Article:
How To Build A Successful Consulting Business, Part 2

Joe Love
 


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With layoffs and downsizing becoming more and more frequent in today’s job market an increasing number of people are parlaying their experience and know-how into a small consulting practice. Consulting can be a wonderful and fulfilling field but to be successful you have to be much more than a well-paid business advisor.

In part 1 we covered how to set up, market, and qualify leads for your consulting business. In part 2 we will cover how to write proposals, contracts, and build better relations with your clients.

Once you’ve met with a prospect, identified problems, and convinced the prospect that you have something to offer, you will try to sell him or her specific solutions. Your solutions should be presented in a proposal that, if the client accepts it, forms the basis of the contract. Knowing how to write a good proposal is one of the most important things a consultant must know to succeed. Poorly written or poorly organized proposals will destroy any chance for a contract.

While every proposal is different, all proposals should contain certain key things:

* Background and definition of the problem. Review what caused the client to call on you, and what specific problems your work will solve.

* Scope of the assignment you propose. Explain what you are going to do to solve the problem. It’s more important here to also pinpoint what you will not be doing. Don’t leave the boundaries of what you intend to do fuzzy or the client will never be satisfied with your work.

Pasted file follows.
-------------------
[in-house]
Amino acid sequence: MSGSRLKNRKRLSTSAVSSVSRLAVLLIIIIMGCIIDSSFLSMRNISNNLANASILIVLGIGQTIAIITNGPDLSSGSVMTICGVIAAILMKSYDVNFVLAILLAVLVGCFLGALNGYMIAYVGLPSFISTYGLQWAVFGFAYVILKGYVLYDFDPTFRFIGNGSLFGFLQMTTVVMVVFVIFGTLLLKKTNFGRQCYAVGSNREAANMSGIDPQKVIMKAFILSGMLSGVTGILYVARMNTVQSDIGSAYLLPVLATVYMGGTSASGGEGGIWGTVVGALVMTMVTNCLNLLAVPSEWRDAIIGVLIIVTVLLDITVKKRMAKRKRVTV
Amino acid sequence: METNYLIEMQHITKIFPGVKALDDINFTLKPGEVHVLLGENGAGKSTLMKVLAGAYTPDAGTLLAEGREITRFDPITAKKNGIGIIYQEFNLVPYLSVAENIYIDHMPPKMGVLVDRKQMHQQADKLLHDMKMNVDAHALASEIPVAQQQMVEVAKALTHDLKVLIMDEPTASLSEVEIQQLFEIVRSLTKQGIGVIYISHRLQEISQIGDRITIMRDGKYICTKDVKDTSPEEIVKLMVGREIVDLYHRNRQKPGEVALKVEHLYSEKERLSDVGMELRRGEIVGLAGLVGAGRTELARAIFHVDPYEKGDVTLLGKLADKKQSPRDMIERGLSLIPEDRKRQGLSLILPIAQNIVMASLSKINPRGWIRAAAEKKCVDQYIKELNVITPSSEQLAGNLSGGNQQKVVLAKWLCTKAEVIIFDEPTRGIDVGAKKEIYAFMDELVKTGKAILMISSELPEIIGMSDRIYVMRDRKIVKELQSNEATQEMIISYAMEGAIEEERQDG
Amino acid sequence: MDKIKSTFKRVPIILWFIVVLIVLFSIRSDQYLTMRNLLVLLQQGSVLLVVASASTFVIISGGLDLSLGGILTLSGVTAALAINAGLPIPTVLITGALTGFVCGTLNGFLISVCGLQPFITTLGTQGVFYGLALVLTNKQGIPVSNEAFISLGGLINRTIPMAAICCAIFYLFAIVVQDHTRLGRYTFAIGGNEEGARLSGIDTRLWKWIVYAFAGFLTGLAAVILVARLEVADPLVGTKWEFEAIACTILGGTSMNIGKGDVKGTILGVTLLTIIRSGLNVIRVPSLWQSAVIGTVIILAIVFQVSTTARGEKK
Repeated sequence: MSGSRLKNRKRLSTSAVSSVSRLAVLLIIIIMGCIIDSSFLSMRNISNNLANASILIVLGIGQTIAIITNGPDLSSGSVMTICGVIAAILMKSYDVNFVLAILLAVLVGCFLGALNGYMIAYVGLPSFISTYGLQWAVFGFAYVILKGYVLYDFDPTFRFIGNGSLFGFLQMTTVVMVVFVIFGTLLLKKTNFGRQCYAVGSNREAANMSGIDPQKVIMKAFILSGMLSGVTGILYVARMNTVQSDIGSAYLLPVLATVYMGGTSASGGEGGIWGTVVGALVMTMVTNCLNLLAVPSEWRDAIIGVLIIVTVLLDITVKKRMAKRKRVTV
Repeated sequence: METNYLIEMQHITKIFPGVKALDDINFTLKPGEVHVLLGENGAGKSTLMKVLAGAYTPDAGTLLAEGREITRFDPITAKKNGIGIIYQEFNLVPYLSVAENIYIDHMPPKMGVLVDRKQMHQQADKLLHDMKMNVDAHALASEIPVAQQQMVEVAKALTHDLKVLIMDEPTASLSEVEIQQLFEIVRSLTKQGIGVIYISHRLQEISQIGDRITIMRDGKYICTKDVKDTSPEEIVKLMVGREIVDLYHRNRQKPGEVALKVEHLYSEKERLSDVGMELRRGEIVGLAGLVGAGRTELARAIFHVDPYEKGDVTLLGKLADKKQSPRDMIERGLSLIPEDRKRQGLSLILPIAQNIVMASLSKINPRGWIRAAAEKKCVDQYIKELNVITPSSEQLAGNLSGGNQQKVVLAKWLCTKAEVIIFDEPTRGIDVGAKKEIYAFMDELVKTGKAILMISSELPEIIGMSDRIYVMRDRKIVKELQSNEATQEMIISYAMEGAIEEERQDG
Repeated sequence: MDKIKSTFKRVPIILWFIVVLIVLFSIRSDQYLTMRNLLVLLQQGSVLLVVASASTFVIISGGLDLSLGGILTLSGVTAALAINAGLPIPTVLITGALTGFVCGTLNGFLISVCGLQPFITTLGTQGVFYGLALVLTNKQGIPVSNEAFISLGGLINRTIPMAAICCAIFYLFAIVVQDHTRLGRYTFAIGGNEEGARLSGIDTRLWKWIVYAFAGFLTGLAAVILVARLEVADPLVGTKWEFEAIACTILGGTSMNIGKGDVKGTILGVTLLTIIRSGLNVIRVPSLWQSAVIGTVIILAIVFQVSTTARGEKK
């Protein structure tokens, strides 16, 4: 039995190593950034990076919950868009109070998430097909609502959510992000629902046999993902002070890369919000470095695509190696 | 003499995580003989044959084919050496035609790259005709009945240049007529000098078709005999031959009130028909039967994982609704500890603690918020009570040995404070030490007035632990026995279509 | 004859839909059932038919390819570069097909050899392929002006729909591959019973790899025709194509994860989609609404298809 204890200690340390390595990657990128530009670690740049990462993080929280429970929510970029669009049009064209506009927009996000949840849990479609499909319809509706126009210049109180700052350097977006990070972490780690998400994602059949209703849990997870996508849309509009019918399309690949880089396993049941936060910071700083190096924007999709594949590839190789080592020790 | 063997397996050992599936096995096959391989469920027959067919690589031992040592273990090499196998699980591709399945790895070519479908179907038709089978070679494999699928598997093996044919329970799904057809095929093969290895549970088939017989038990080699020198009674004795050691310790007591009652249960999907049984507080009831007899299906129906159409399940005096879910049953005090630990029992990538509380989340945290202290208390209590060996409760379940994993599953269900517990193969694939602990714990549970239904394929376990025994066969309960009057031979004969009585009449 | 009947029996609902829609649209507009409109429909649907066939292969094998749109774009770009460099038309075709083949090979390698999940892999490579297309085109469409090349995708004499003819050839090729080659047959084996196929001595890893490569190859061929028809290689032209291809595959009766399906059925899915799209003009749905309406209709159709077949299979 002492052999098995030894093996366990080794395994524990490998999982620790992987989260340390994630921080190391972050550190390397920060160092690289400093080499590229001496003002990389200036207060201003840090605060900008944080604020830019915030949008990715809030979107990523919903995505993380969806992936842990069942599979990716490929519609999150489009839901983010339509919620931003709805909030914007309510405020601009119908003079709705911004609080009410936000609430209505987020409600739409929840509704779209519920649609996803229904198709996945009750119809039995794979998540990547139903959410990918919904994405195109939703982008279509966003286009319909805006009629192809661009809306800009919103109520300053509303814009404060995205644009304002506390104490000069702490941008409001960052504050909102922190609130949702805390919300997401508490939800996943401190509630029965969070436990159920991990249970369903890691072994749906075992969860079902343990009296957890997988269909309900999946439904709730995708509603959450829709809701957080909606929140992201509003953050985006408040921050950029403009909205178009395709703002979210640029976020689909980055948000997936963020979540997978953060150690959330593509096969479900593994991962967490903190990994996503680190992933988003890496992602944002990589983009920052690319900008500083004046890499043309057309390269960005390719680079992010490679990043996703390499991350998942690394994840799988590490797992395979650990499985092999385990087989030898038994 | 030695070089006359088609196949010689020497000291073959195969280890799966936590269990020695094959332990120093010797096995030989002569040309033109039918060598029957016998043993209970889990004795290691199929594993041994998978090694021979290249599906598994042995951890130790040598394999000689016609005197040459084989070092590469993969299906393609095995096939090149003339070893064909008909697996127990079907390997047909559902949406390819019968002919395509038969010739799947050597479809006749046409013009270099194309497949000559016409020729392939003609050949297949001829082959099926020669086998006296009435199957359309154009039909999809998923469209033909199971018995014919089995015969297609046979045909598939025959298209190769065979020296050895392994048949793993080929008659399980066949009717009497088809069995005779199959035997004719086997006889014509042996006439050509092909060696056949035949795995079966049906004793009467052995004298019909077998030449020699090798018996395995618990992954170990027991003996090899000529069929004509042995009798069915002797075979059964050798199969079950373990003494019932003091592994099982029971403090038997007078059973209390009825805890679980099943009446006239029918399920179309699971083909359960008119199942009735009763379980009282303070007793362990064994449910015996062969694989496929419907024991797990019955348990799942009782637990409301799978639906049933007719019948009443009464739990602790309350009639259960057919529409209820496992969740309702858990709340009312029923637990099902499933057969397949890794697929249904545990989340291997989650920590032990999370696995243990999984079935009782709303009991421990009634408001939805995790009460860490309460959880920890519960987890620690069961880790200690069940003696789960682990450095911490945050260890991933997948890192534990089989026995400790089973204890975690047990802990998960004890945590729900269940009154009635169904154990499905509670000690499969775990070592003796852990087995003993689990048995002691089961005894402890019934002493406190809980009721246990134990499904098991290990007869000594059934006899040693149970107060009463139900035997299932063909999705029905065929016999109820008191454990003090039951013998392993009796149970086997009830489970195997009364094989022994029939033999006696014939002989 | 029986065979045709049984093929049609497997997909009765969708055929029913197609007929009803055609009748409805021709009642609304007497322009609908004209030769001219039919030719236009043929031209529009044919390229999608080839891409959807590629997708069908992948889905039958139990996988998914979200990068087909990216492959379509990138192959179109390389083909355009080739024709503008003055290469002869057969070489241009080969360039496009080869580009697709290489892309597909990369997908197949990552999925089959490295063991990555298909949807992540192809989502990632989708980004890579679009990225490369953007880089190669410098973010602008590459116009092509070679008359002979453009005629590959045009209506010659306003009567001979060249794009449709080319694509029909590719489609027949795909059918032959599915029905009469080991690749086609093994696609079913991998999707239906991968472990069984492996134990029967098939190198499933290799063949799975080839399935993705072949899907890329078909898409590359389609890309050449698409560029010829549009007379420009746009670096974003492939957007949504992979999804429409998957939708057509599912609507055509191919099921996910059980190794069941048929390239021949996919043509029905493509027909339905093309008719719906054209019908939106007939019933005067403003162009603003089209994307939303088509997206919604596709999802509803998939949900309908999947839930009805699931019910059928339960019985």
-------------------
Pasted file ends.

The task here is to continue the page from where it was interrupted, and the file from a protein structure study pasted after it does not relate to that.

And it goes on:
* How will you be doing it. Give details on how you’ll conduct the assignment. You should include specific information but still keep it general so that the client understands it can’t be done without you. Also include how and how often you will be reporting to the client on the progress of the project.

* Deliverables. List what you will be producing during the course of the assignment (plans, seminars, programs, designs, etc. ) Also specify who will retain ownership of what you produce (for example, whether the client can conduct seminars based on the program you conceived during the project).

* Fees and costs. Make an estimate of how much the client can expect to pay, broken down into fees and reimbursable expenses. For example, “Fees are estimated not to exceed $25,000, and reimbursable expenses are estimated at $4,000. "

* Resources needed. These include on-site desk and computer equipment, access to materials, and specific personnel resources and the roles the people are to play.

* Schedule. Pinpoint when the project starts and when you expect the assignment to be completed if started on time.

Use graphics and illustrations in your proposal because they help to convey a lot more information. Don’t stop your marketing efforts after you’ve submitted the proposal. Follow up with calls, letters, and e-mails to be sure the proposal has been received, and ask prospects if they need more information. Don’t hesitate to check periodically on the progress of the proposal evaluation.

One of the most important questions a consultant can ask is, “How much should I charge?" Fees compensate your time, effort, and know how. But they must also cover your overhead, expenses, benefits, and time spent on marketing between assignments.

The fee structure you choose depends on the project. If you can estimate accurately how much time you are going to spend, then you can ask for a fixed price plus expenses. If the time you will spend on the project is unpredictable or variable, then bill by the hour to ensure that you are paid for your time.

Never start a project without getting a signed approval from the client. There is too much money, too much time at stake, and too many details to cover. Never base the agreement on a handshake, no matter how friendly you are with the client.

A contract can take on one of three forms. One option is to include a letter of agreement in the proposal for the client to sign. It should clearly indicate that the signature signals approval for the contract. You can also have a separate contract, preapproved by your lawyer, for the client to sign. Or, in some cases, clients will draw up their own contract. It’s very important in this situation to let your lawyer review the agreement.

Here are some important points that should be included in every contract: